Goldfaden MD Teaches Us About Antioxidants

The role antioxidants play in aging and skincare have become much more commonplace lately. I’ve been told that in order to protect your skin from free radicals and delay aging, antioxidants are key.

But what the hell does that actually mean?

Should I be using antioxidant-rich skincare, or consuming more antioxidant-rich food? And what are free-radicals really, and why, exactly, are they so bad for you?

I sat down with Lauren Wolk of Goldfaden MD to talk about the importance of antioxidants and learn the proper steps we should take in order to truly get that glow.

Can you share a little bit about the benefits of antioxidants?

Antioxidants come in many different shapes and sizes, including foods and topical plant-derived antioxidant actives, to name just a few… but the quality they all share is that they are able to neutralize free radicals, preventing them from damaging the body — both internally and externally. Free radical formation is normal. Plants, animals, and humans produce free radicals all of the time. Our bodies have defenses against free radicals, but when the strength of these defenses are outweighed by the amount of free radicals themselves, they can cause lasting harm, and even cell death. That’s why incorporating antioxidants into both your skincare and foods are crucial for obtaining a youthful existence.

Why are they so essential for skincare?

Research has been substantiating the benefits of super potent antioxidants for a long time and has found that antioxidants combat and protect the skin from toxic elements that are the leading causes for aging (photo-aging, sagging, loss of elasticity). Also, antioxidants in all forms contain various enzymes, nutrients, and vitamins that can help calm irritated skin and revitalize the skin’s texture and tone.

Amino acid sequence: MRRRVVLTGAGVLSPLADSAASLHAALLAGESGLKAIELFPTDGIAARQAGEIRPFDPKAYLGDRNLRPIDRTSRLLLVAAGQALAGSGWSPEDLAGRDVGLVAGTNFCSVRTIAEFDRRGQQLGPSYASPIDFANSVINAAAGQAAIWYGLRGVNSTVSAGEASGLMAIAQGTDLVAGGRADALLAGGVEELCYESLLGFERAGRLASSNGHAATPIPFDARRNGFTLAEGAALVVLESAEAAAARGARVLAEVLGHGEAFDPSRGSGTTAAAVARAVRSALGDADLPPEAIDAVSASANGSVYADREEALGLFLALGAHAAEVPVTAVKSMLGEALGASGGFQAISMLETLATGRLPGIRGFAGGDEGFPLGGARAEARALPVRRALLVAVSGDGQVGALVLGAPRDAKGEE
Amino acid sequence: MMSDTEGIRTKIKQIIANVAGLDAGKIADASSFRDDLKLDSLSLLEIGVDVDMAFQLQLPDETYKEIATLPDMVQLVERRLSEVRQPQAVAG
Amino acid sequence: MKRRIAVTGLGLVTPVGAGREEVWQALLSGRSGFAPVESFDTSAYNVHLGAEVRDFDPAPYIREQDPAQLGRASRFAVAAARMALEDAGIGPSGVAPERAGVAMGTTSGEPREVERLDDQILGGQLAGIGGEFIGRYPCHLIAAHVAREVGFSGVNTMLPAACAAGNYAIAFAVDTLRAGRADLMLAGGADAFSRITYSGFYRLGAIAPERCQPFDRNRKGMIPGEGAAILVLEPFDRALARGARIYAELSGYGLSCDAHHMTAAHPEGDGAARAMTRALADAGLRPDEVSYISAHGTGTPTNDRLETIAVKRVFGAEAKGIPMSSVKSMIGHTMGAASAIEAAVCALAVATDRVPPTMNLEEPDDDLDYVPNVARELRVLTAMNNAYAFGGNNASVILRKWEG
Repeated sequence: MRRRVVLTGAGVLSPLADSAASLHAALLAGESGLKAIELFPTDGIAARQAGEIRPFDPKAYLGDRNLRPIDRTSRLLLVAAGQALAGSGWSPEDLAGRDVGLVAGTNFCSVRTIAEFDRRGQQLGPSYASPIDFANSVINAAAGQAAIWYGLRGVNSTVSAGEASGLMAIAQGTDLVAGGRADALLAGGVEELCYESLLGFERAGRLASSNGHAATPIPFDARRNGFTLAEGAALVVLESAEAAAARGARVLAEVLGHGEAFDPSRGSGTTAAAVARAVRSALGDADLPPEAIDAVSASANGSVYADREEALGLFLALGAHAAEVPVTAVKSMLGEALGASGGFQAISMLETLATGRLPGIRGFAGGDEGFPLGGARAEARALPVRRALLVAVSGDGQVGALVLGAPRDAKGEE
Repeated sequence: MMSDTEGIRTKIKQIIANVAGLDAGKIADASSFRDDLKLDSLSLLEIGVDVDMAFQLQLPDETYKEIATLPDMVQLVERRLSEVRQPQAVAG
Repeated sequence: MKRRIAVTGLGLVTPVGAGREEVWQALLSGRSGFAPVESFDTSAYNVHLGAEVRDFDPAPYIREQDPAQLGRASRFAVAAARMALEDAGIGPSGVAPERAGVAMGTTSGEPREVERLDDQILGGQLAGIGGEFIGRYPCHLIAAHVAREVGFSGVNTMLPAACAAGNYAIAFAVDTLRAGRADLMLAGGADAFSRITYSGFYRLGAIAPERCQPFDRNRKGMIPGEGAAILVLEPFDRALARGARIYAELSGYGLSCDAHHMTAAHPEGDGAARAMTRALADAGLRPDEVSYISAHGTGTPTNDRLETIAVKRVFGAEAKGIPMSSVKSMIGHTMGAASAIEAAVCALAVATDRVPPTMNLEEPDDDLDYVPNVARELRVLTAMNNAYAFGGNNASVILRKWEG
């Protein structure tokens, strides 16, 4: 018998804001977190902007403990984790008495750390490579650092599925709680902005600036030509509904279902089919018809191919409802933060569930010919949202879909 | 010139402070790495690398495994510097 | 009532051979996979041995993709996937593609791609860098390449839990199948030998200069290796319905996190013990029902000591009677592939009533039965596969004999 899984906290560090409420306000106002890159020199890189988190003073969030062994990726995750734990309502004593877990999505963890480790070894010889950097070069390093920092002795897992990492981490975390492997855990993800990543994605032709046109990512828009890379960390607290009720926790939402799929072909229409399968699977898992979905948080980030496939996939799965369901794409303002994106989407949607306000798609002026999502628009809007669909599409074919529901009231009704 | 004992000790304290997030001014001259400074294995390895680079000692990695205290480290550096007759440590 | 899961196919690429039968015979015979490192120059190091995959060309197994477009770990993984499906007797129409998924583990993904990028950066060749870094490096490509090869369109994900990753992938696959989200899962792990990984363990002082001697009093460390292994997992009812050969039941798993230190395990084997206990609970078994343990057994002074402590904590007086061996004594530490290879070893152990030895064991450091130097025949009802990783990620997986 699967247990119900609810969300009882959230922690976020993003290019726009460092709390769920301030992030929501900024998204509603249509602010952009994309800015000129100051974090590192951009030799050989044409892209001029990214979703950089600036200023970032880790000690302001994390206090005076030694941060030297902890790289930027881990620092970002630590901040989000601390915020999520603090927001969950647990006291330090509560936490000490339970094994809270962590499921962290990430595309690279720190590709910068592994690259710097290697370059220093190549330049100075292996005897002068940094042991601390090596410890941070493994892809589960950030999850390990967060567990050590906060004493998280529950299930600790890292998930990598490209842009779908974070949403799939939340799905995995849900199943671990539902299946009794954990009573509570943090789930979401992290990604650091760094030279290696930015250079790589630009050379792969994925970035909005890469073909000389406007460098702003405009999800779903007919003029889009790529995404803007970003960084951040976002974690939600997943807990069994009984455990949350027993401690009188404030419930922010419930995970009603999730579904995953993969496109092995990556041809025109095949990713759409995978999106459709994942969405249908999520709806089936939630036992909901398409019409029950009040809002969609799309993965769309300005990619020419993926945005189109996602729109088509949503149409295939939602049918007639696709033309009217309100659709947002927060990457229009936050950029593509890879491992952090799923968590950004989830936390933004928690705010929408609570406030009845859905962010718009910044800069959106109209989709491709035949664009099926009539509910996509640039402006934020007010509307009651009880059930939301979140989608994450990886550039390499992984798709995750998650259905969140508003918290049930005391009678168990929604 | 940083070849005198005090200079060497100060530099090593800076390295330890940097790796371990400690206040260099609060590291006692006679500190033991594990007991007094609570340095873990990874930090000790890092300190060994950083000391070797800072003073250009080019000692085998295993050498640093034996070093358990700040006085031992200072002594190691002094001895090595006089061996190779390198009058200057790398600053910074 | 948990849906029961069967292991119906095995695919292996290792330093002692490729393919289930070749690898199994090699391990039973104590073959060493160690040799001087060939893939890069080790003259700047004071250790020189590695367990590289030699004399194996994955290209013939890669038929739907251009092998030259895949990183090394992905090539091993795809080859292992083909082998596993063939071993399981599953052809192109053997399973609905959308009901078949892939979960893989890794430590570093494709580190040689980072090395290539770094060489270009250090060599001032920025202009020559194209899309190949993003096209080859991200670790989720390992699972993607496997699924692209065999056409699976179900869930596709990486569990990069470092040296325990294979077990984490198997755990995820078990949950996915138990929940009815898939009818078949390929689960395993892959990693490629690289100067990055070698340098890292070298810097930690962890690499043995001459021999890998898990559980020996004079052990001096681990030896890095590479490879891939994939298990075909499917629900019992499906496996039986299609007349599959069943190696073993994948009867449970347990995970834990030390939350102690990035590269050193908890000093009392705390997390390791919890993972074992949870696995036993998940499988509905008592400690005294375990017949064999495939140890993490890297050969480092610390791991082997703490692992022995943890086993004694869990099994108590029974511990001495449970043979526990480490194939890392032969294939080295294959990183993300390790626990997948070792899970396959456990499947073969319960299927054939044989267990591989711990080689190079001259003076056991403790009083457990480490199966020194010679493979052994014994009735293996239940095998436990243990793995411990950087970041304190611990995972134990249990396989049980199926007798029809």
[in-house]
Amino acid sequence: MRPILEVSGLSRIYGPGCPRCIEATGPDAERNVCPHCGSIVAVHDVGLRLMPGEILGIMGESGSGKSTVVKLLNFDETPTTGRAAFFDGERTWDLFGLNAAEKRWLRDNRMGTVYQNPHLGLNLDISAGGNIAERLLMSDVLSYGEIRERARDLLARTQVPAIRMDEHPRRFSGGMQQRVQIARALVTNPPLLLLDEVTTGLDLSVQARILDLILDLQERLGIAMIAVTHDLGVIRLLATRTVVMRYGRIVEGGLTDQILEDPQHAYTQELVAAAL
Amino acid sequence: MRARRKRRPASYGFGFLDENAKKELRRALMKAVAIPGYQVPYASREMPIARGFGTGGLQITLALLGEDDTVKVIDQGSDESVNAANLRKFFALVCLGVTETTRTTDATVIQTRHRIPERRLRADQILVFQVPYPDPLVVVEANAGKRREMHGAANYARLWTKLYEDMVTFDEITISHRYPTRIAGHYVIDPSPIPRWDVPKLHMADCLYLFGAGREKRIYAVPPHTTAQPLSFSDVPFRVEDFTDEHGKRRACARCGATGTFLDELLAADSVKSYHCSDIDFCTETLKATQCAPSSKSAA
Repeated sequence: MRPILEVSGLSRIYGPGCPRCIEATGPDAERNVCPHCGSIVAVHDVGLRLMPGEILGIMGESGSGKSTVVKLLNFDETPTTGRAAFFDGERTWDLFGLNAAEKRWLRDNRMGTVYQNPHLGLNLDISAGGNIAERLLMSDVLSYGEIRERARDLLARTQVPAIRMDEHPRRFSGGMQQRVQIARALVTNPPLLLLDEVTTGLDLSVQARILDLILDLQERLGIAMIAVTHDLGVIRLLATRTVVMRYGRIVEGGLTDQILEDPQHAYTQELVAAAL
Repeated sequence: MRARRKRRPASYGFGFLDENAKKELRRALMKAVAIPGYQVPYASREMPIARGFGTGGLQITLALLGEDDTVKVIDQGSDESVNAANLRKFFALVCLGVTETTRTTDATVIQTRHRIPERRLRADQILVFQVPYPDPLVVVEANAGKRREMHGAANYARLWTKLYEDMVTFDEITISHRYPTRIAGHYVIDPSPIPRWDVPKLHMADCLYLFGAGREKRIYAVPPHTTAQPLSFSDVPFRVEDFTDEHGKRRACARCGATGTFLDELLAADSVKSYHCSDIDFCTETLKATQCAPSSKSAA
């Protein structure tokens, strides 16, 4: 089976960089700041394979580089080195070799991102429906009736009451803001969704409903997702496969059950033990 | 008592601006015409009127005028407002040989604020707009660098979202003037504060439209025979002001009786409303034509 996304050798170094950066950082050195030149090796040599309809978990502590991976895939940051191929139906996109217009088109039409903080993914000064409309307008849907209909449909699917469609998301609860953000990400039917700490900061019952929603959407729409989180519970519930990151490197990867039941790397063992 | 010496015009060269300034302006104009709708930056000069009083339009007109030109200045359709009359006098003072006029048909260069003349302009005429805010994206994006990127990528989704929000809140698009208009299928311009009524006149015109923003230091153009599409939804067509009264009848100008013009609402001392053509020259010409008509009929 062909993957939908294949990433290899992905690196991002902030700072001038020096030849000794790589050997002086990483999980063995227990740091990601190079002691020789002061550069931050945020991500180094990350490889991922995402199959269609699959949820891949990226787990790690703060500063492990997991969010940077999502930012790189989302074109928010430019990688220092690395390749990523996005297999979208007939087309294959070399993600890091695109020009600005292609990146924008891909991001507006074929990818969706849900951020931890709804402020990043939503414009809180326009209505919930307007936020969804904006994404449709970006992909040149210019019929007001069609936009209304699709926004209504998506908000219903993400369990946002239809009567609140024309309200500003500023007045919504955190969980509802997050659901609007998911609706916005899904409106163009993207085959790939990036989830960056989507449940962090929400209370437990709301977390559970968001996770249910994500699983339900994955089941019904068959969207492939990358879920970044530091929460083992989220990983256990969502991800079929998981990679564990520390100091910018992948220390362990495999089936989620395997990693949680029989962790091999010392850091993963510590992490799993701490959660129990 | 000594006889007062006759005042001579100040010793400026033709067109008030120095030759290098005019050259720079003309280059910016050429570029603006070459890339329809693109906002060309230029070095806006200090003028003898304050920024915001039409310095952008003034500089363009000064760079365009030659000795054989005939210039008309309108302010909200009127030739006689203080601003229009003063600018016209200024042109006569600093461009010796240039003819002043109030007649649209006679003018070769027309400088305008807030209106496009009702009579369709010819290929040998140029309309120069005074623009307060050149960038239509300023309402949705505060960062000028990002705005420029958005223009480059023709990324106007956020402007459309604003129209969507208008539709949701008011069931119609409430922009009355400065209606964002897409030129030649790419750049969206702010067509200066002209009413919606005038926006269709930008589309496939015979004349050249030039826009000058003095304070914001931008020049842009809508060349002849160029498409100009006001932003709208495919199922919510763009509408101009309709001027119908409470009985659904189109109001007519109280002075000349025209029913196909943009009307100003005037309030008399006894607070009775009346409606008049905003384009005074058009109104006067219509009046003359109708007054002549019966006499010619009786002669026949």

Can antioxidants in food have a similar effect on your skin?

Overall, wellness and healthy-looking skin certainly requires more than just incorporating topical treatments. So much of what we see on the outside (in terms of a healthy-looking complexion) is a result of how healthy we are internally. In the same way that antioxidants help to fight free radical damage to our skin cells caused by environmental stresses on the skin, ingesting antioxidants (mostly) come from fresh fruits and vegetables to help prohibit and also prevent the oxidation of harmful molecules that can form in the body. If free radicals are left to roam freely within the body, it can lead to a wide range of illnesses.

What are the best sources of antioxidants in food?

Fruits, vegetables, seeds, tea, and legumes.

We see free radicals thrown around as a buzzword, what are they and why are they harmful?

Cumulative exposure to toxins in the form of ultraviolet rays of the sun, pollution, and environmental stresses (smoke, UVA/UVB rays, pollution, etc.) produces free radicals that can damage the sensitive lipids, proteins, and DNA in your skin cells. This environmental-induced damage to your skin can result in gradual loss of tone, wrinkling, discoloration, increased redness, and even cancer. Topical treatment with green tea polyphenols has been shown to help prevent the DNA damage that leads to skin cancer and to support the general health and long-lasting beauty of your skin.

What are your favorite sources of antioxidants, and why?

Fruits and vegetables of course, but uniquely, red tea (also known as Rooibos) contains some of the most potent natural antioxidants known for protecting your skin from the free radical damage that can cause aging. These include Vitamins C, E, and beta-carotene. Red tea is known to possess 50 times the antioxidant capacity of green tea due to a high concentration of a special enzyme called superoxide dismutase (SOD for short), a major scavenger of free radicals. The combination of these natural vitamins and enzymes found in red tea aids in promoting new skin health after the removal of dead and damaged cells, giving your skin a smoother, brighter, and healthier appearance. In addition, red tea also contains a number of powerful polyphenols and flavonoids that help heal and rejuvenate the skin.

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